Hole 10: The Creek (PAR 4) - 326m
The 10th is known as The Creek for obvious reasons as players hit their approach to the green. This short but demanding straight away par 4 features a water hazard in front that guards the green and will consume any shot not struck well. A mid to short iron approach from a downhill lie is required to hit this green. If in doubt, a well-positioned layup can be a wise option.
Hole 11: River Oaks (PAR 3) - 169m
One Mile Creek and the hazard that it provides features strongly on this solid par 3 raised green. A shot missed marginally left requires a lofted chip and can be the better option, as a short missed right leaves either a bunker shot or a delicate pitch to a green that slopes away.
Hole 12: The Dog Leg (PAR 4) - 335m
One Mile Creek again features on this classic par 4 hole aptly named The Dog Leg. Many players' hopes for the day have been dashed as they attempt to fly the corner of this hole that requires a progressively longer tee shot the further right they aim. The creek is out of bounds and not a hazard so a pruden tee shot is required to leave a mid to short iron to a long narrow green protected by a solitary bunker on the right.
Hole 13: The Quarry (PAR 3) - 121m
The old gravel quarry that divides the tee and the green makes this par 3 one of Maitland's most memorable holes. The Quarry requires an exacting tee shot across the abyss to this raised green encircled with sand and grass bunkers. The bunker to the left of the green in particular can leave all but the most skilled golfer a little frustrated. A well struck mid to short iron may avoid the dangers that this hole offers, but will still leave a demanding putt on this small but undulating green.
Hole 14: The Pipeline (PAR 5) - 464m
This par 5 is split by the pipeline that provides the hole's name and the two fairways that lead to an uphill second shot and then to the green. A tee shot placed just short of the pipeline allows a second shot to a target tucked away to the right, longer hitters can get close if not on with a shot shaped from left to right. If not in reach, a well positioned lay up to the left side of the fairway gives a short iron appoach to a large green that slopes right to left away from a sizeable bunker.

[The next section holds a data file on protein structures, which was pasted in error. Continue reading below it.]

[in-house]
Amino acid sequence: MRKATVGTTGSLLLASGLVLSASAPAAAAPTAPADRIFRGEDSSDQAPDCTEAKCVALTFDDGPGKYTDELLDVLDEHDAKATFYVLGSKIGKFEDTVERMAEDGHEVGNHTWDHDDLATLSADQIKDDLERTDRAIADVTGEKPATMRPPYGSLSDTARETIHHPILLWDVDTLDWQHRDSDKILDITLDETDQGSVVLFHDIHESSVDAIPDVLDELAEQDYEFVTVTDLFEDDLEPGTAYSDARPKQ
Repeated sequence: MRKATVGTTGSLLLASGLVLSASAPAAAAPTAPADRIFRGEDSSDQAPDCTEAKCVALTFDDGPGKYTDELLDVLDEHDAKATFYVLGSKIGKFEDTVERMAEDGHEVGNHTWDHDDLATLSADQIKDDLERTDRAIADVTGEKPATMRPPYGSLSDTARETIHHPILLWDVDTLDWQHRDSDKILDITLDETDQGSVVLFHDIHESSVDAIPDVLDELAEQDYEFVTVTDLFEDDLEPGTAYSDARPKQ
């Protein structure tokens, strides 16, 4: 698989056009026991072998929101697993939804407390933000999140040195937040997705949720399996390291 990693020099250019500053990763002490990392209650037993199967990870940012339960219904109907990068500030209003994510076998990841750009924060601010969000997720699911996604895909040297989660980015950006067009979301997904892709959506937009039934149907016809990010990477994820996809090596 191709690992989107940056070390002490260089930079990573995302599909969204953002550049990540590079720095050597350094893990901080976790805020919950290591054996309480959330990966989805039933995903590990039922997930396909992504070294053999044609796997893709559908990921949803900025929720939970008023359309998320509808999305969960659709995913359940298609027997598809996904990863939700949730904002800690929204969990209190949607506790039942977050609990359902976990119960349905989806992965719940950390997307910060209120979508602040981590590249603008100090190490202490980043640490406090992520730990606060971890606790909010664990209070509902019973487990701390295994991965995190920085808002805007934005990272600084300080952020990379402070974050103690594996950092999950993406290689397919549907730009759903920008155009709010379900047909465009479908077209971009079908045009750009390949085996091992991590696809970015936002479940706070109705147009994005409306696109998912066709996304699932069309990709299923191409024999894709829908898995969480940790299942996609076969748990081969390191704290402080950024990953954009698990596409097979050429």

Hole 15: RAP (PAR 5) - 432m
Although now gone, this short par 5 still bears the name RAP, short for Regimental Aid Post. This structure was a feature on this hole for many years and for a long time housed the Club's halfway house just to the right of the tee. This hole gives players a chance to redeem their round with a drive placed just to the left of the fairway bunkers, giving them a possibility to get close and perhaps on in two. A smaller raised green still provides some defence to the hole, especially if approached from the wrong angle. A well placed pitch or putt can provide a much needed birdie late in the round.
Hole 16: Darcy (PAR 4) - 367m
This long downhill dog leg features lines of casuarinas down both the rough lines and frames this great looking hole beautifully. The hole, known as Darcy, after Australian boxing legend Les Darcy, who was born in Maitland in 1895, requires a solid tee shot best shaped right to left. This leaves a mid to short iron second shot played over One Mile Creek to a small elevated green guarded by two challenging bunkers.
Hole 17: Twins (PAR 3) - 146m
Two iron bark trees positioned directly in line with the heart of the green give this hole its name of Twins. The Twins guard this generous, but undulating green, that is protected left and right by two cavernous bunkers and One Mile Creek to the right and over the back. This is a target that if not hit from the tee, is best missed short.
Hole 18: Fry’s Forest (PAR 4) - 366m
Known as Fry’s Forest this challenging par 4 takes you back up the hill to a green framed by the facilities magnificent Clubhouse. This hole offers an open landing area with a drive best shaped left to right, once you are over One Mile Creek that cuts across the fairway that is. This leaves a long to mid iron to a green protected by two bunkers that will catch any errant shot. There are still challenges once on this large green as a fierce slope from back to front can make the last putts of the round even more interesting, particularly if the result of the game is in the balance.
Hole 19: 88m
No It’s not the Club’s famous Hargy Bar, and yes we can count at Maitland. We have a 19th that is brought into play when the Club is developing another hole on the course proper. Found to the left of the 7th tee at only 88 metres long, the 19th still demands some respect as the raised sloping green taunts golfers thinking of an easy conquest.